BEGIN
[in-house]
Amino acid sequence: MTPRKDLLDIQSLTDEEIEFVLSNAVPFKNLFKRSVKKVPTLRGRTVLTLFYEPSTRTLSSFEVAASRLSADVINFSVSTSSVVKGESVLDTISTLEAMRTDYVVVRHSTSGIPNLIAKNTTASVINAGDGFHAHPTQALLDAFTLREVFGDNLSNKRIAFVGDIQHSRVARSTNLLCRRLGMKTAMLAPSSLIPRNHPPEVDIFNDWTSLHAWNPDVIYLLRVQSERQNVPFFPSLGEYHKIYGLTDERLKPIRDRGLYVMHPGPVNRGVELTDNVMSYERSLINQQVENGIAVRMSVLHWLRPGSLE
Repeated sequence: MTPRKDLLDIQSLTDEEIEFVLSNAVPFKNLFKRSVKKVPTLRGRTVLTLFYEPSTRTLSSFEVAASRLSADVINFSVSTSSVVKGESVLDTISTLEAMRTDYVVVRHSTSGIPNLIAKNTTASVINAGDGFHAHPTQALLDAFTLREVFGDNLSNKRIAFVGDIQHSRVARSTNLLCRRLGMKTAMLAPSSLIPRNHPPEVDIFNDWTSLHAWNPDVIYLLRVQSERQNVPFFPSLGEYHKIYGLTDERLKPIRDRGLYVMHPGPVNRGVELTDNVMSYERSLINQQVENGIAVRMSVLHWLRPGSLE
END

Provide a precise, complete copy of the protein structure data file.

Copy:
[in-house]
Amino acid sequence: MTPRKDLLDIQSLTDEEIEFVLSNAVPFKNLFKRSVKKVPTLRGRTVLTLFYEPSTRTLSSFEVAASRLSADVINFSVSTSSVVKGESVLDTISTLEAMRTDYVVVRHSTSGIPNLIAKNTTASVINAGDGFHAHPTQALLDAFTLREVFGDNLSNKRIAFVGDIQHSRVARSTNLLCRRLGMKTAMLAPSSLIPRNHPPEVDIFNDWTSLHAWNPDVIYLLRVQSERQNVPFFPSLGEYHKIYGLTDERLKPIRDRGLYVMHPGPVNRGVELTDNVMSYERSLINQQVENGIAVRMSVLHWLRPGSLE
Repeated sequence: MTPRKDLLDIQSLTDEEIEFVLSNAVPFKNLFKRSVKKVPTLRGRTVLTLFYEPSTRTLSSFEVAASRLSADVINFSVSTSSVVKGESVLDTISTLEAMRTDYVVVRHSTSGIPNLIAKNTTASVINAGDGFHAHPTQALLDAFTLREVFGDNLSNKRIAFVGDIQHSRVARSTNLLCRRLGMKTAMLAPSSLIPRNHPPEVDIFNDWTSLHAWNPDVIYLLRVQSERQNVPFFPSLGEYHKIYGLTDERLKPIRDRGLYVMHPGPVNRGVELTDNVMSYERSLINQQVENGIAVRMSVLHWLRPGSLE